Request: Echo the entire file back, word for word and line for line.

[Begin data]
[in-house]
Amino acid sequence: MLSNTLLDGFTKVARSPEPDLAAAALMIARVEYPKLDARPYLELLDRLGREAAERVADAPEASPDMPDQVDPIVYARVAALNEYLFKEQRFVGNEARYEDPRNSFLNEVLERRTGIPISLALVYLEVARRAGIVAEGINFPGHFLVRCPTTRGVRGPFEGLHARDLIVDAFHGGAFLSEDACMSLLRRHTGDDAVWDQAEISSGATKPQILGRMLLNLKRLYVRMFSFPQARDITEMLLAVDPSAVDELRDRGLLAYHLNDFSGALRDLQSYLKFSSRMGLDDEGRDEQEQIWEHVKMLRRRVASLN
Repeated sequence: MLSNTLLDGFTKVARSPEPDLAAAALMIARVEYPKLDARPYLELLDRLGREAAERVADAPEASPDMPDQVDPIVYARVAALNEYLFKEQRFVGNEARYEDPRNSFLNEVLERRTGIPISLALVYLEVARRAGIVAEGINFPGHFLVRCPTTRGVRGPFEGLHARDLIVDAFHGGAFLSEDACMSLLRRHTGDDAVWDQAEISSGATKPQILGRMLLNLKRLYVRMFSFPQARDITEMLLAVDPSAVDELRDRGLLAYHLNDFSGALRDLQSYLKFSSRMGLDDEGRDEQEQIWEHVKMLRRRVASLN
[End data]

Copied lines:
[in-house]
Amino acid sequence: MLSNTLLDGFTKVARSPEPDLAAAALMIARVEYPKLDARPYLELLDRLGREAAERVADAPEASPDMPDQVDPIVYARVAALNEYLFKEQRFVGNEARYEDPRNSFLNEVLERRTGIPISLALVYLEVARRAGIVAEGINFPGHFLVRCPTTRGVRGPFEGLHARDLIVDAFHGGAFLSEDACMSLLRRHTGDDAVWDQAEISSGATKPQILGRMLLNLKRLYVRMFSFPQARDITEMLLAVDPSAVDELRDRGLLAYHLNDFSGALRDLQSYLKFSSRMGLDDEGRDEQEQIWEHVKMLRRRVASLN
Repeated sequence: MLSNTLLDGFTKVARSPEPDLAAAALMIARVEYPKLDARPYLELLDRLGREAAERVADAPEASPDMPDQVDPIVYARVAALNEYLFKEQRFVGNEARYEDPRNSFLNEVLERRTGIPISLALVYLEVARRAGIVAEGINFPGHFLVRCPTTRGVRGPFEGLHARDLIVDAFHGGAFLSEDACMSLLRRHTGDDAVWDQAEISSGATKPQILGRMLLNLKRLYVRMFSFPQARDITEMLLAVDPSAVDELRDRGLLAYHLNDFSGALRDLQSYLKFSSRMGLDDEGRDEQEQIWEHVKMLRRRVASLN